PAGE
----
By Marouane Bakkit.
Three weeks ago, we sadly received the news about the death of our colleagues Tawfiq Ben Saud (18 . . .[restrict]years of age) and Sami El-Kwafi (17 years). On a Friday night, armed men targeted the car that was driven by Ben Saud and killed him and El-Kwafi, while a third colleague sitting in the back seat was spared. Ben Saud and Al-Kwafi were among the most active youth leaders in Libya. Despite their young age, they had big dreams and the capability to achieve their goal of peace in their homeland. They participated in numerous youth initiatives, spending long hours on the streets carrying banners that denounced violence. Last month, Ben Saud and El-Kwafi paid the price for their dedication to their homeland with their lives. Despite this tragedy, we – the youth of Libya – must continue to carry the banner of peace and shall march forward with out surrender.
Given the very real threats facing youth activists, I often feel insecure and worry that I – and youth activists in general – may be targeted anytime and anywhere. However, like many youth, I have confidence in my ideas and believe that nonviolent action is the right path. Nothing will stop us. We will never give up our efforts as community leaders and peace makers. If we do not strive to oppose violence, then who will? I dream of living in a peaceful homeland, and in order to achieve this dream, I must fight for it. I believe that young people can be the peace builders of today. The blood of the innocent is our incentive to continue the march for peace.
There are many youth initiatives inside Libya, perhaps one of the most prominent of which is Enough Violence, launched on 15 July by a group on Facebook. The peace initiative was met with enthusiasm from thousands of young people, with civil society activists pasting posters on walls, demanding an end to infighting and violence in Libya. The demonstrations took place near Martyrs Square where Libyans protested during the 2011 revolution, with over 2,000 people participating. Compared to other demonstrations, and given Libyans’ fear of public spaces because of the insecurity in the country, this large gathering demonstrates that Libyan youth are actively engaged and still thirst for nonviolent means of expressing themselves, despite the risks.
Sounaa al Salam (Makers of Hope), of which I am executive director, is another example of youth courageously advancing nonviolence. Makers of Hope is currently working on a project that aims to combat violent extremism and empower women in society by reinforcing a culture of dialogue in Libya. This project brings together groups of young men and women leaders from six different Libyan towns and cities (Tripoli, Benghazi, Misrata Jadu, Zliten, and Gharian) to envision spreading the culture of peace within those divided communities through education and awareness-building using media as a tool.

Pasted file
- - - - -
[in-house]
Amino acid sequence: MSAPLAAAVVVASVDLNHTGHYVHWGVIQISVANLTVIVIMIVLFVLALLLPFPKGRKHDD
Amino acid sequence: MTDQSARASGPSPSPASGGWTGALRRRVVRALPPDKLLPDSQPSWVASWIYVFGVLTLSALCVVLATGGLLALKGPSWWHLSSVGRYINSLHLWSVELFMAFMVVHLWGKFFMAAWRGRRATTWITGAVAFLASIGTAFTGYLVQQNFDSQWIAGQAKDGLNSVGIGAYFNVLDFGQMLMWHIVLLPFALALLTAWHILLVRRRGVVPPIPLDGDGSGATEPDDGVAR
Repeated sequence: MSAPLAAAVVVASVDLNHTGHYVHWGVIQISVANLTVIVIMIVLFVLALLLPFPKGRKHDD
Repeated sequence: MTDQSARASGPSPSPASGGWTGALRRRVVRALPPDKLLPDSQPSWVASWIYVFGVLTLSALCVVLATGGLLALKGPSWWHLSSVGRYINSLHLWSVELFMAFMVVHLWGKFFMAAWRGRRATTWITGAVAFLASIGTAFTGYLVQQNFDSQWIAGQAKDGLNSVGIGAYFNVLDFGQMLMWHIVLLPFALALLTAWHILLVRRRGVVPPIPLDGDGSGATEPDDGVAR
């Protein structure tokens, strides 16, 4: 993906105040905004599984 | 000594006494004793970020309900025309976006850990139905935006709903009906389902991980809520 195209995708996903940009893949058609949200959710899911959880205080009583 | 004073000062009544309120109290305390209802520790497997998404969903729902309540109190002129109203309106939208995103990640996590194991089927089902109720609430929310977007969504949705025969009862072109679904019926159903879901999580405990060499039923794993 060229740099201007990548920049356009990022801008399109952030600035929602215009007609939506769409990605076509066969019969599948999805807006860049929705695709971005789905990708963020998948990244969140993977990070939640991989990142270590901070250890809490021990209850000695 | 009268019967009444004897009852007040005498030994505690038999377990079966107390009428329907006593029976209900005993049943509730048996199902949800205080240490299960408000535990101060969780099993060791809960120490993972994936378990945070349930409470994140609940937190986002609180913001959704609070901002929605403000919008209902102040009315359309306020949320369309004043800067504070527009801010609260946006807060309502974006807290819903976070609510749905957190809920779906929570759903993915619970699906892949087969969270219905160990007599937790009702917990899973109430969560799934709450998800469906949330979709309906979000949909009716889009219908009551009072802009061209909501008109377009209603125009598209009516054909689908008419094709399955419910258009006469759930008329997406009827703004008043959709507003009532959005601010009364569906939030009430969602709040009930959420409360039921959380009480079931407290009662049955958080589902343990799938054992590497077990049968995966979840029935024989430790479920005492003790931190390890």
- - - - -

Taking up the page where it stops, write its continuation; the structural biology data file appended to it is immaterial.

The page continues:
One of the most prominent initiatives by Makers of Hope was conducted during the parliamentary elections in June 2014 to encourage a peaceful voting process. Youth worked at a grassroots level, engaging directly and indirectly with citizens who opposed the elections to encourage them to vote. Dialogue took different forms, including the use of media through radio and television programmes. I presented a talk show on Al-Rassmiya TV called “liqaa’ maa” (“Interview with”). The TV program hosted different social classes of citizens of diverse backgrounds and ideologies and talked about the positive results of the electoral process as a basis of building rule of law and institutions. This talk show aimed to demonstrate the importance of democratic elections and the use of dialogue rather than violence when addressing differing opinions. Furthermore, more than a thousand youth volunteers from “Makers of Hope” functioned as observers during the elections, to contribute to an electoral process to establish a legitimate democratic body to rule Libya, as opposed to the chaos the country currently faces. The election observation process was successful thanks to the great effort from youth across the country.
While there are many incidents of tragic violence in Libya, there are also young people who hold the pens of peace. We must not waiver in our ideas and objectives. International assistance and military actions are not sufficient to resolve the conflict in Libya. We, the young leaders from Libya, are far more effective on the ground, and we are much stronger than those calling for bloodshed.
Let us not forget Ben Saud and El-Kwafi and the actions of young people fighting for peace. The youth of Libya are still working to combat violence and support peace projects. We shall continue until the very end, and we shall prevail.
Marouane Bakit is journalist and activist in Libya.
Opinion articles do not necessarily reflect the views of the Libya Herald [/restrict]